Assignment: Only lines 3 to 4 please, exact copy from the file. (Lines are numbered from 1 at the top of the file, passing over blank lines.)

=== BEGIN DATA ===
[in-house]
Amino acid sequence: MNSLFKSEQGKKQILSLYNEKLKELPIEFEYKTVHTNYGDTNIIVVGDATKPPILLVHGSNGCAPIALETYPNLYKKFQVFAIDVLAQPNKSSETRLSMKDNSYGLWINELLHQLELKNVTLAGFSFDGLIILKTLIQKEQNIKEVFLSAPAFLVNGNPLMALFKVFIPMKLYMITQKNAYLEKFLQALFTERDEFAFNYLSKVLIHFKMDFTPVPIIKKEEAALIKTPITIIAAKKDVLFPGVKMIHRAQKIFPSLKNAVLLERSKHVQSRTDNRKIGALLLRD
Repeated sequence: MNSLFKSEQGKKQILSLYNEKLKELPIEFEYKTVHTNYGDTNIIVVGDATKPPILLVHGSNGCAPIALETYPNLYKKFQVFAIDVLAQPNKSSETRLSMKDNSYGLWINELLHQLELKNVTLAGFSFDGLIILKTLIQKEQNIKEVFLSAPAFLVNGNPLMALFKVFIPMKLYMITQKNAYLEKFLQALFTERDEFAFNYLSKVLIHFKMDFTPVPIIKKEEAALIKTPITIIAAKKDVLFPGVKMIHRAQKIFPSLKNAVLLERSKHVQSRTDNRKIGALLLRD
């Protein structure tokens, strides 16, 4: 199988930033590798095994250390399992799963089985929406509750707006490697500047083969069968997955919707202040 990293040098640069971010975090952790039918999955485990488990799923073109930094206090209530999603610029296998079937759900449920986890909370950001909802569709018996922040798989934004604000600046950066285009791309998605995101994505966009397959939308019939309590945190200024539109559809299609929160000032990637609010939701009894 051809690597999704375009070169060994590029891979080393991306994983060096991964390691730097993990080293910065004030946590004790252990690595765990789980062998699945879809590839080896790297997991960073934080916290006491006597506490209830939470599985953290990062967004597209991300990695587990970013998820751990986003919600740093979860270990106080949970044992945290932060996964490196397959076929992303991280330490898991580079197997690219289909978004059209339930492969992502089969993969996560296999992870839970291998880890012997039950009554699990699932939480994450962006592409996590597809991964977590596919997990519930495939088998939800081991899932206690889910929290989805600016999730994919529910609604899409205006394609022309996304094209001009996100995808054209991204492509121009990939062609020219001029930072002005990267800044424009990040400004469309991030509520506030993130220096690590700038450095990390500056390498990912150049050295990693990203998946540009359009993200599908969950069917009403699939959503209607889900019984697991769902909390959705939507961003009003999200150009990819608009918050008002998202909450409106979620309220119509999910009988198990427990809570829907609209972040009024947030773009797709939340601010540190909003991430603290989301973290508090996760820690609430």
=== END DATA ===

Repeated sequence: MNSLFKSEQGKKQILSLYNEKLKELPIEFEYKTVHTNYGDTNIIVVGDATKPPILLVHGSNGCAPIALETYPNLYKKFQVFAIDVLAQPNKSSETRLSMKDNSYGLWINELLHQLELKNVTLAGFSFDGLIILKTLIQKEQNIKEVFLSAPAFLVNGNPLMALFKVFIPMKLYMITQKNAYLEKFLQALFTERDEFAFNYLSKVLIHFKMDFTPVPIIKKEEAALIKTPITIIAAKKDVLFPGVKMIHRAQKIFPSLKNAVLLERSKHVQSRTDNRKIGALLLRD
């Protein structure tokens, strides 16, 4: 199988930033590798095994250390399992799963089985929406509750707006490697500047083969069968997955919707202040 990293040098640069971010975090952790039918999955485990488990799923073109930094206090209530999603610029296998079937759900449920986890909370950001909802569709018996922040798989934004604000600046950066285009791309998605995101994505966009397959939308019939309590945190200024539109559809299609929160000032990637609010939701009894 051809690597999704375009070169060994590029891979080393991306994983060096991964390691730097993990080293910065004030946590004790252990690595765990789980062998699945879809590839080896790297997991960073934080916290006491006597506490209830939470599985953290990062967004597209991300990695587990970013998820751990986003919600740093979860270990106080949970044992945290932060996964490196397959076929992303991280330490898991580079197997690219289909978004059209339930492969992502089969993969996560296999992870839970291998880890012997039950009554699990699932939480994450962006592409996590597809991964977590596919997990519930495939088998939800081991899932206690889910929290989805600016999730994919529910609604899409205006394609022309996304094209001009996100995808054209991204492509121009990939062609020219001029930072002005990267800044424009990040400004469309991030509520506030993130220096690590700038450095990390500056390498990912150049050295990693990203998946540009359009993200599908969950069917009403699939959503209607889900019984697991769902909390959705939507961003009003999200150009990819608009918050008002998202909450409106979620309220119509999910009988198990427990809570829907609209972040009024947030773009797709939340601010540190909003991430603290989301973290508090996760820690609430």